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Harrow dismisses landlord objections and proceeds with selective licensing


Harrow council has renewed its selective licensing scheme in a key ward despite opposition from landlords and the National Residential Landlords Association (NRLA).

Under the scheme, all private rented properties in the London borough's Wealdstone ward will have to pay �580 for a five-year licence as itseeks to improve the quality of the PRS, tackle fly-tipping and anti-social behaviour.

Landlords will get a three-month breathing space before the new scheme kicks off on 2nd September and the council is set to launch a PR plan to make sure they understand the rules and apply on time.

Forty-six people responded to the council consultation, including seven landlords; 33% of respondents agreed with the scheme proposal compared with 17% against.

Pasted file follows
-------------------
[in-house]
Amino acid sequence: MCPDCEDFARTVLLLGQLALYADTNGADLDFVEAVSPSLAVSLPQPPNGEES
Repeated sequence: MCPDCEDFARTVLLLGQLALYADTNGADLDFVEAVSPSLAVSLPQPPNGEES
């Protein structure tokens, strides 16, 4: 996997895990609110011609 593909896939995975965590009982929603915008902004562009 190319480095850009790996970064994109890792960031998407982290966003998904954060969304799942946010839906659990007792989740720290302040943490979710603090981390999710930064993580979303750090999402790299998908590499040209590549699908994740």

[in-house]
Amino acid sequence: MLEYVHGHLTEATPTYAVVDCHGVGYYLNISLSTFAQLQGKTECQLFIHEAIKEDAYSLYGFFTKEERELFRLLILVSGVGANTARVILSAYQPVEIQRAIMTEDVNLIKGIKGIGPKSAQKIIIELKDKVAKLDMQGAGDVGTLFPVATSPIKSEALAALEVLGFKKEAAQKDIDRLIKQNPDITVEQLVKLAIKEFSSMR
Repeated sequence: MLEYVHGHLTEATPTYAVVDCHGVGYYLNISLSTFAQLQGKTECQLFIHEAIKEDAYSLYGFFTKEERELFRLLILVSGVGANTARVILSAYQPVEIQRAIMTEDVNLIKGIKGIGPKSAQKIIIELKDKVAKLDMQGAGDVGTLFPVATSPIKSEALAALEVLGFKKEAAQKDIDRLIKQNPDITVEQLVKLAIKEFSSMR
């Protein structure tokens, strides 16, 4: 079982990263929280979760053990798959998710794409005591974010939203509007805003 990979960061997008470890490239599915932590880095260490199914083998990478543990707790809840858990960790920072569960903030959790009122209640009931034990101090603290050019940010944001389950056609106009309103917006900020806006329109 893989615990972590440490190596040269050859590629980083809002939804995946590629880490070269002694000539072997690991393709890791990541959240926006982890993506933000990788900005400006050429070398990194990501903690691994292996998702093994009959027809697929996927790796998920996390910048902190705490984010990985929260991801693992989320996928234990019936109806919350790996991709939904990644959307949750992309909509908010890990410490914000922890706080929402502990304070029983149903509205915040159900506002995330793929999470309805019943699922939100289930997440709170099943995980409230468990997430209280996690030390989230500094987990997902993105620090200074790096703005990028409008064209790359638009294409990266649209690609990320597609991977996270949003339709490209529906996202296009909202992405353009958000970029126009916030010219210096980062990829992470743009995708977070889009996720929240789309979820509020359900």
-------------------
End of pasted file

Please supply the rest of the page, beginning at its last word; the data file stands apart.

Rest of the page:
But while some of them reported issues in rented properties such as frequent noise pollution, poor maintenance, fighting from tenants and frequently dumbed rubbish, others pointed to a lack of communication between the council and landlords which had led to problems.

Go after landlords

One resident said: 'Councils only go after the landlords, they don't do anything about the tenants who may be causing the problems.

'It seems that the people who abide by the selective licensing criteria are the ones that would look after their tenants anyway and the negligent landlords/properties seem to get left off the list somehow.'�

The NRLA also objected to the scheme, arguing that the council didn't present any specific examples or case studies to illustrate why it was needed.

It said using council tax records to identify tenures and the landlords in charge of those properties would be more effective as it didn't require self-identification, making it harder for criminal landlords to operate under the radar.

Earlier this year, Harrow Council agreed to extend the same scheme in Edgware ward while there is also selective licensing in Roxbourne and Roxeth wards.


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